5. Be patient with people.
Geoff may want to help, but may not know how to help. Mom might stop by and try to help clean the house when you really want someone to hold the baby and let you take a nap. I might chime in with some baby advice at the exact moment you want to punch me in the face. You might just want to be left alone. Try to be patient and know that everyone is coming from a good place and trying to help, and we all might need you to tell us what you need help with. Take a breath when you feel tired and frustrated and find a way to tell your husband, or family, or in-laws what they can do to help. Even if you want to do it all yourself, it really does help SO much to let other people do things to help you in the beginning. It takes a village!
6. Don’t get beat down about the breastfeeding.
It hurts — like really, really, awfully bad for the first couple weeks. Stick it out and try to do it. It does get easier after a couple weeks. Sometimes it works great and it’s wonderful and super and all the happy things. Other times it doesn’t. For Cooper, it was a struggle, and he never latched well and was never satisfied, and I pumped and did bottles for three months. I was exhausted. He would wake up crying, I would warm up a bottle of breastmilk from the refrigerator, feed him, then get him back to sleep, then pump, then clean all the parts of the pump. And I’d do this two or three times a night. It was so hard and I was so tired. I finally quit at three months and I felt so sad and like I had failed, but when the sadness lifted and he was so happy with formula, I felt like a huge weight had been lifted off my shoulders, and I had so much more energy to be a better mom.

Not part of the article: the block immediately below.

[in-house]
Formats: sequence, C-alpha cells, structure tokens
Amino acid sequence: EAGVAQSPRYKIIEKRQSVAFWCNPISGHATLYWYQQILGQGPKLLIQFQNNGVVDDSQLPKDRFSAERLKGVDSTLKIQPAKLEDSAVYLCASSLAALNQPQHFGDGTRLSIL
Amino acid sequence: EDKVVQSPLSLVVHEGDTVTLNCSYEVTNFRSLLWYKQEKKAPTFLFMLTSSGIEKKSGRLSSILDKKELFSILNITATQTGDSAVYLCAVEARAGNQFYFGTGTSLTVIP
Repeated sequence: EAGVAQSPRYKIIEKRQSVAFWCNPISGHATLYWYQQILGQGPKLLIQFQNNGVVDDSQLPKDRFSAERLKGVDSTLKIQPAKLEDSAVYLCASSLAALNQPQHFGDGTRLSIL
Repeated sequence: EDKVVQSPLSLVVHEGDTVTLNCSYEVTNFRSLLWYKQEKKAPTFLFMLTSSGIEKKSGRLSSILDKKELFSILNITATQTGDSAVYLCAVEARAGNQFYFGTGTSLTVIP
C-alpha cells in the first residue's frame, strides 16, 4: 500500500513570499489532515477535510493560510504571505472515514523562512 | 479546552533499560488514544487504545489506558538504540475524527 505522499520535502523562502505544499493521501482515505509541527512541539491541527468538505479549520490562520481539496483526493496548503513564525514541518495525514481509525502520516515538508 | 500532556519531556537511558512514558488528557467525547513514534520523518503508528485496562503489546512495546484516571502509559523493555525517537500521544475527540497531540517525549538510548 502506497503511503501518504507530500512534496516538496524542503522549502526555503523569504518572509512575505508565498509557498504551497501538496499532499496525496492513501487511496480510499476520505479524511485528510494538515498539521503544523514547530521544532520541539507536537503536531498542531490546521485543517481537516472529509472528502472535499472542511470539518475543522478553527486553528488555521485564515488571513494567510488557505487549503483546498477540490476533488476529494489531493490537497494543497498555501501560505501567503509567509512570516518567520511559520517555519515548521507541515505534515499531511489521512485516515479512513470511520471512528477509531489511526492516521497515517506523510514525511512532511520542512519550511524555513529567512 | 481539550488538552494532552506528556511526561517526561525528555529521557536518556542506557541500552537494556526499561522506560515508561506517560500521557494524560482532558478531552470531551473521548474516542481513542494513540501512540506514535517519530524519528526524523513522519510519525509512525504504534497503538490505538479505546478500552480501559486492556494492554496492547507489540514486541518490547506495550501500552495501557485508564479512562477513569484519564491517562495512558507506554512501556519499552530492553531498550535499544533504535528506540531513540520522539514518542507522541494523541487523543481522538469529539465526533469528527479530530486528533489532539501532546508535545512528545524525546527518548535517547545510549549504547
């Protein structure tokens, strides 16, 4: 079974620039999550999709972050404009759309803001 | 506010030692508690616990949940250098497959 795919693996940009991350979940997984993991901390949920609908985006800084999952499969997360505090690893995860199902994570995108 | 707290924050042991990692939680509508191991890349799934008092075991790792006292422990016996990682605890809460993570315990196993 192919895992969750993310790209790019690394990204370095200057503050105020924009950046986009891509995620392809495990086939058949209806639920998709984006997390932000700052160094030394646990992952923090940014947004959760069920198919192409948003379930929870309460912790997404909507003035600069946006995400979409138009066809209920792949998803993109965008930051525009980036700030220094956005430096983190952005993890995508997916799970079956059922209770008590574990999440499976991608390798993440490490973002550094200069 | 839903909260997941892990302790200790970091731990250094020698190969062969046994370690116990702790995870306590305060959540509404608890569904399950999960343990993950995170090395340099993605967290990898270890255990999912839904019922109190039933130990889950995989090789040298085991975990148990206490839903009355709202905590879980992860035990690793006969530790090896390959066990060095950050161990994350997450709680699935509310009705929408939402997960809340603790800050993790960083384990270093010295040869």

Caroline and Lucy latched right on, and it was easy and so nice waking up at night, feeding them and going right back to sleep. I still didn’t make it longer than four months because pumping at work was so hard and it didn’t work for me. I still feel guilty and selfish saying that. Breastfeeding is wonderful so long as you’re not going crazy or are so exhausted you can’t give your love, time and energy to your little baby. Breastmilk is best, but only if the mommy is able to stay sane and happy while doing it. Don’t beat yourself up if it isn’t working.
7. “Enjoy this time!”
Ok, this is a tough one. When you are in the midst of those first few months, depending on how well the baby sleeps, you will have a bajillion people tell you “Enjoy this time! It flies by!” From the outside looking in, that is my advice. Sit there, touch your nose to his head and breath in that new baby smell and store it away in your memory because it is so wonderful and perfect, and it all goes by in a flash. Kiss his little baby toes and take pictures of everything. While you are in the thick of it — in the weeds — tired and don’t know what to do to calm him down when his tummy is upset, or how to get him back to sleep when it’s taking every fiber of your being to keep your eyes open, it is very hard to think, “enjoy this time.” I think when you’re not in the middle of it, you forget the hard parts because it’s all worth it. So during the hard times remember that there is a light at the end of the tunnel. When you’re sitting in the quiet, happy moments, bottle up every second because it flies by. Thankfully, it gets better — just wait for the moment they start smiling, or say “mama” and “dada” for the first time.
I can’t wait to be there with you and watch your baby grow and help you in every way I can help, just like you have done for me. You deserve every tiny, sweet baby moment you’ve waited so long for. There is no way to describe the love you will feel for your own child. It is overwhelming and amazing and crazy, and it comes from a place you’ve never felt until you’ve held your baby in your arms. You feel it while pregnant, but when the baby is here you’ll know exactly what I’m talking about. It rushes over you — like your heart could burst combined with an overwhelming sense of purpose.